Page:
Also known as ‘Albo Variegata’ this variety has patches of white or cream on its leaves. It can also have leaves that are half green and half white.
To grow new ‘Variegata’ plants, nurseries plant thousands of Monstera deliciosa seeds and then look for genetic mutations in the seedlings. Variegation is extremely rare; about 1 out of every 6,000 plants develop variegations.
Monstera deliciosa ‘Thai Constellation’
The ‘Thai Constellation’ Monstera is named after splotches of creamy white that resemble a stary sky. The plant was first produced via tissue culture by a lab in Thailand, hence its name.
This variety has gained attention in recent years and has become popular all over the internet. In 2020, it was chosen as the Favorite New Foliage Plant at the Tropical Plant Industry Exhibition in Florida.
Monstera deliciosa ‘Aurea’ (or ‘Marmorata’)
If you love plants with yellow variegations, the ‘Aurea’ is for you. This variety is also sometimes referred to as ‘Marmorata.’
No matter what you call it, this plant has the striking color combination of dark green and yellow. Like the ‘Albo’ varieties, the yellow variegations can occur on small patches of tissue or on half of the leaf.
The Mint Monstera is perhaps the rarest of them all. Instead of white, cream, or yellow variegations, it has light mint green coloring mixed in with the Monstera’s traditional dark green.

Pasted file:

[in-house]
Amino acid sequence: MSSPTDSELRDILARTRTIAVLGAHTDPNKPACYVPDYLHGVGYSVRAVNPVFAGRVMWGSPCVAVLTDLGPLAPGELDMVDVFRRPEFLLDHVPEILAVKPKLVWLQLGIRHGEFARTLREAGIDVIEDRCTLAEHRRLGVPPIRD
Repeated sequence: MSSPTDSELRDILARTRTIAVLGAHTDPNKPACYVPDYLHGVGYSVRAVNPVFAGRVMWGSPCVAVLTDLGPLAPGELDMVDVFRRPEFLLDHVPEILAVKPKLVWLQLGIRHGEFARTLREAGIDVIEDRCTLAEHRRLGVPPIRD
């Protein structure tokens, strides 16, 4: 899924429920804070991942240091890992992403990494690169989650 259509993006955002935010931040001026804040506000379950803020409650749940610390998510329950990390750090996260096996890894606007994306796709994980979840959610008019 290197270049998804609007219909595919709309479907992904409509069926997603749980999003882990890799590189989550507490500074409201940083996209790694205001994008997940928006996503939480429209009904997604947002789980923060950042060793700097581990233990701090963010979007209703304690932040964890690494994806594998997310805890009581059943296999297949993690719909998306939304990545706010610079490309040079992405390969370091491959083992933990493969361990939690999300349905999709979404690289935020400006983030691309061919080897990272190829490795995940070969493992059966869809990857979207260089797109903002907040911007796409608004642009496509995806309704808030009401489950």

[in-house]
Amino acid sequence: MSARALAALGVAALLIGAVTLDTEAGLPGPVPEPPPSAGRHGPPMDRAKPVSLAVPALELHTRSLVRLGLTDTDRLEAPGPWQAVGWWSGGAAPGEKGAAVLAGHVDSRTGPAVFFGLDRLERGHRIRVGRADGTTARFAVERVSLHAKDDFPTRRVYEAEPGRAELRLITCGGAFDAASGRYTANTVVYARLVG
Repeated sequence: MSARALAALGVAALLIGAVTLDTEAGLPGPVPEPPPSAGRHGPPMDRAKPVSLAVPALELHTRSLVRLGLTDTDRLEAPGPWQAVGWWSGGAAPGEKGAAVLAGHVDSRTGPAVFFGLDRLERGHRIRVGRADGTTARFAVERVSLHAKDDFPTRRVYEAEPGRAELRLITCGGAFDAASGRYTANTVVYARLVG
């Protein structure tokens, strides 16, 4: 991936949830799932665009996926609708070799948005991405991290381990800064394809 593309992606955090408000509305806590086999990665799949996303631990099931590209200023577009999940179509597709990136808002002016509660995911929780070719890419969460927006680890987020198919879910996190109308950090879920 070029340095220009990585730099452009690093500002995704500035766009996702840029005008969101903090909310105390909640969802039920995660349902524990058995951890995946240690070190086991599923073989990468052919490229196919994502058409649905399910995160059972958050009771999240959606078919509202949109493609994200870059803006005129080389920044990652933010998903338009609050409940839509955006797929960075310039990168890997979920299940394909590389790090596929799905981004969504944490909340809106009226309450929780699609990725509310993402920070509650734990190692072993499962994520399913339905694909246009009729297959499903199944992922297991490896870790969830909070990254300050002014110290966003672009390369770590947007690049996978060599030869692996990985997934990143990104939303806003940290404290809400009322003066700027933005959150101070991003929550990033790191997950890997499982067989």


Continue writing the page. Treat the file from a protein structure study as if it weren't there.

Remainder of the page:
Before you buy a Mint Monstera, make sure you find a reputable seller. It’s easy to edit photos to make Albo Monsteras appear like they are Mint Monsteras.
Monstera adansonii ‘Archipelago’:
This variegated variety of the Swiss Cheese Vine has random patches of cream and white on its already unique perforated leaves.
Monstera ‘Esqueleto’ (ex. Monstera epipremnoides):
It is less about color variegation and more about the unique leaf structure. The mature leaves are elongated with significant fenestrations.
Monstera deliciosa ‘Borsigiana Albo Variegata’:
A variant of the Albo, this type has more elongated leaves and is faster growing. The variegation is also white or creamy white.
The ‘Borsigana’ is actually a sub-species of Monstera deliciosa. ‘Borsigiana’ plants are faster growing and have smaller leaves. The ‘Albo Borsigiana’ is the variegated form of the ‘Borsigiana.’
The Monstera deliciosa ‘Ablo Borsigiana’ has leaves that are a bit smaller than other variegated varieties of Monstera deliciosa. Its leaves are dark green with patches of white.
Monstera standleyana ‘Albo Variegata’:
Often called the “Cobra plant,” this variety has leaves with white or yellow variegation streaks.
Monstera siltepecana ‘Silver Monstera’:
This isn’t a variegated plant in the traditional sense, but its leaves have a silvery sheen, making it stand out. It’s often admired for its unique metallic appearance.
While young, this Monstera showcases silver and green patterned leaves. As it matures and starts climbing, the leaves will turn entirely green and develop fenestrations.
Variegated Monstera Care
Can You Grow a Variegated Monstera from Seed or Cutting?
If you want to add a Variegated Monstera plant to your home, you’ll need to purchase a cutting or a mature plant.
While these plants can be grown from seed, you won’t know if a seed will grow into a variegated plant until it sprouts. Therefore, don’t trust seeds being sold as Variegated Monsteras.